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Hamon gets edge as France Socialists debate once more

Pitching universal income and humane EU debt policy, a former education minister has been declared the winner of the Socialists' final TV debate. The party goes to the polls to pick its presidential candidate on Sunday.

Twenty-nine percent of survey respondents considered 39-year-old former Education Minister Benoit Hamon the most convincing of the seven Socialists who sold themselves one last time to French TV viewers in Thursday's debate, the final of three .

Hamon proposed a universal income, especially for people aged 18 to 25 - those most vulnerable to job market exclusion and its consequences. "The universal income creates work," Hamon told his opponents and French voters on Thursday. "It allows employees to reduce their workdays, and it can further contract and eradicate poverty."

With 28 percent, former Economy Minister Arnaud Montebourg came in second in the Elabe poll, followed by former Prime Minister Manuel Valls, who received 21 percent. Thirty-four percent of left-wing Socialists favored Hamon, ahead of Valls (24 percent) and Montebourg (23 percent). The other candidates were Hamon's fellow former Education Minister Vincent Peillon; Housing Minister Sylvia Pinel, the ecologist Francois de Rougi and the former member of the European Parlimanet Jean-Luc Bennahmias.

Valls had gone into the debate as the party's favorite for the nomination, with 34 percent support. Hamon and Montebourg are polling neck-and-neck for the honor of the Socialists' second favorite.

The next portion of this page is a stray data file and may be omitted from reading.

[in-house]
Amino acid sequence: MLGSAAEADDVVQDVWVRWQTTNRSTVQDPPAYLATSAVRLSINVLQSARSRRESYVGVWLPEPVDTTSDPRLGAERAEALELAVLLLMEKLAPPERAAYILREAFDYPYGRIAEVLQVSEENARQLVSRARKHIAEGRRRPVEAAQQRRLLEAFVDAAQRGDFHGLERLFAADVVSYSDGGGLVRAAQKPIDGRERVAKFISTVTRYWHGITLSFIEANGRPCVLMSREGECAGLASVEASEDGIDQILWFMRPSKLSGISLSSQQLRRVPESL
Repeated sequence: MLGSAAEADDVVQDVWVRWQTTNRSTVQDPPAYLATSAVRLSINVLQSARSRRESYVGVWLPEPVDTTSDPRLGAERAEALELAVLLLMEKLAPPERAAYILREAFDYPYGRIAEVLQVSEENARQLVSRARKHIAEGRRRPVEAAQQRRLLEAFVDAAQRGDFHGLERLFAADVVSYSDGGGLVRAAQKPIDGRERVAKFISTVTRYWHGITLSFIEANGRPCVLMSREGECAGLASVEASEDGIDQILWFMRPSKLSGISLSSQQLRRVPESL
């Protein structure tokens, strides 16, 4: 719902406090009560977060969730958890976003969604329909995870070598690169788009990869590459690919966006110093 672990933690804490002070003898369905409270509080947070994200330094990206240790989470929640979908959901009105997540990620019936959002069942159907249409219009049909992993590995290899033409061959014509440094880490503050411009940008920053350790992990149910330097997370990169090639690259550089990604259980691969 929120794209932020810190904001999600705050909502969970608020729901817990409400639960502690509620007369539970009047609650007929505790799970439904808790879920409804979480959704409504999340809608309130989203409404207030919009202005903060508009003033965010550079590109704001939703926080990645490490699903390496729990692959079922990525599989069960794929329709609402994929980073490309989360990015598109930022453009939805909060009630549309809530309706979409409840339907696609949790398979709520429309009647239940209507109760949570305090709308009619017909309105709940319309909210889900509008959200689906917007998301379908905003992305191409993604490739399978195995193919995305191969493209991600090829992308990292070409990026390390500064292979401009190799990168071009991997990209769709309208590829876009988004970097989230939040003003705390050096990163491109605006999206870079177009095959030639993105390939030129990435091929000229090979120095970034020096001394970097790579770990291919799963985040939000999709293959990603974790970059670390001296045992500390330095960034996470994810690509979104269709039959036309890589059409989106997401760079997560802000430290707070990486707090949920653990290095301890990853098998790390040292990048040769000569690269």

Up to 2.6 million Socialists may vote in Sunday's primary and the January 29 second round. The winner will face the far-right National Front's Marine Le Pen, the right-wing Republican Francois Fillon and independent Economy Minister Emmanuel Macron in April, with a likely runoff in May. The Socialists are not projected to do well in spring.

Valls opposes proposal

On Thursday, the three leading candidates presented three very different visions for their party. Valls offered a tepid centrism, Montebourg said France should stay its course with Keynesian economics, and Hamon offered an idea that is catching attention across the world.

"The left cannot be associated with taxes, nor with the idea that we give everybody the same," Valls, who receives frequent criticism for his work as prime minister from 2014 to 2016 under unpopular Socialist President Francois Holland, told the audience on Thursday, making his centrist case. Valls said he would stand up to US President-elect Donald Trump, taking the former reality show host to task for his criticism of NATO and for projecting the disintegration of the European Union: "I took seriously what he said. … It was a declaration of political war."

The candidates also pitched protectionism. The most restrictive was Montebourg, who said he would champion a "Made in France" brand and defended his idea to reserve 80 percent of the public markets for national small and midsize enterprises. 

mkg/kl (EFE, Reuters, AFP)

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